Despite the odds, Seida seemed intent to see their search through. Gregorim followed with no complaint as they examined the road for any signs of passage. Now didn’t seem like a good time to protest her decisions. A little cold and rain wasn’t going to stop him from finishing his quest. By nightfall, he’d be back in Ist’heom, safe and warm.

At least, he hoped so.

************************************

The first farm held little to nothing of value. Nothing but the stone foundation and a few support beams were left of the house and the barn. Whether anyone was inside at the time of the fire, it was impossible to tell. Despite how little there was to be gleaned from the wreckage, Seida insisted on sweeping the perimeter, searching for tracks in the ash. Despite the retort sharp on his tongue, Gregorim kept his head down as he searched the area for tracks.

When at last Seida seemed satisfied that they hadn’t missed anything, the two rode back out onto the road to the next destination. Gregorim kept his eyes on the road ahead of them, growing more eager to leave as the minutes passed. This whole place felt like it was draining the life from him. Everything was so grey and void of life and color. It hardly seemed real. Just last night, this place had been a sea of amber grass and pops of green trees. Now it was a barren, ashen wasteland.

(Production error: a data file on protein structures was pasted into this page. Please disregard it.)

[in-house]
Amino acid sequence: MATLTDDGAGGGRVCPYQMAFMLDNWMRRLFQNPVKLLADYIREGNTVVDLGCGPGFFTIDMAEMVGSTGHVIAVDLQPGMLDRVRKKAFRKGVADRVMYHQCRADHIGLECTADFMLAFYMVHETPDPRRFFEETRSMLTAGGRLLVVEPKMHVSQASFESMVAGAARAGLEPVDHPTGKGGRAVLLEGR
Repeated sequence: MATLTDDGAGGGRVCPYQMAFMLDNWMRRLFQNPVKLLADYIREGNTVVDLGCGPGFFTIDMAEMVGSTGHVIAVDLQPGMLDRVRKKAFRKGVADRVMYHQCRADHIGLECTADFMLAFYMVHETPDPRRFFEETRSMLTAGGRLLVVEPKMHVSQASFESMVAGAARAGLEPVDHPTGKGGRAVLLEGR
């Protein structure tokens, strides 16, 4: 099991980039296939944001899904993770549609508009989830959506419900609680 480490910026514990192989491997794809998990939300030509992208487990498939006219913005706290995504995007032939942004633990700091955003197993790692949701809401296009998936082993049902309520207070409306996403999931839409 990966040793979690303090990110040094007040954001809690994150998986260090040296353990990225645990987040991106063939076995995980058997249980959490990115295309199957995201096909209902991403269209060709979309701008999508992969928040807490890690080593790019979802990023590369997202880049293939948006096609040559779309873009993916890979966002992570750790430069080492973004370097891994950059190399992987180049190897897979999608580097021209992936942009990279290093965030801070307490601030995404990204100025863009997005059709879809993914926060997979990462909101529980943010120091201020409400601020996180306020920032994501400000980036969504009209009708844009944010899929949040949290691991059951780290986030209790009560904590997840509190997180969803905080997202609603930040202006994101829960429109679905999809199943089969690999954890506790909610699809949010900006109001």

“What do we do if we can’t find them, Seida?” Gregorim asked.

“We go home, if it comes to that,” Seida answered. “But I have confidence that the child will have remained close by. I should be able to find some trace of them around here somewhere. We’re not done searching yet.”

Their second stop seemed a little less bleak than the first. This farm seemed to have escaped the worst of the flames. The house hadn’t burned down entirely, but neither of them dared enter the structure for fear that it would collapse down upon them. Instead, Seida had them split up to look for footprints, insisting that the child may have attempted to scavenge in the burn zone for food or supplies after the fires went out.

Gregorim steered his mount towards the remnants of the barn, looking for any signs of life in the rubble as Seida investigated the house and perimeter further. Half of the roof had been burned clean off, but the structure seemed sound enough for now. Whatever had been stored in the barn was long gone now. The lack of footprints seemed to prove his suspicion that their little storm-calle...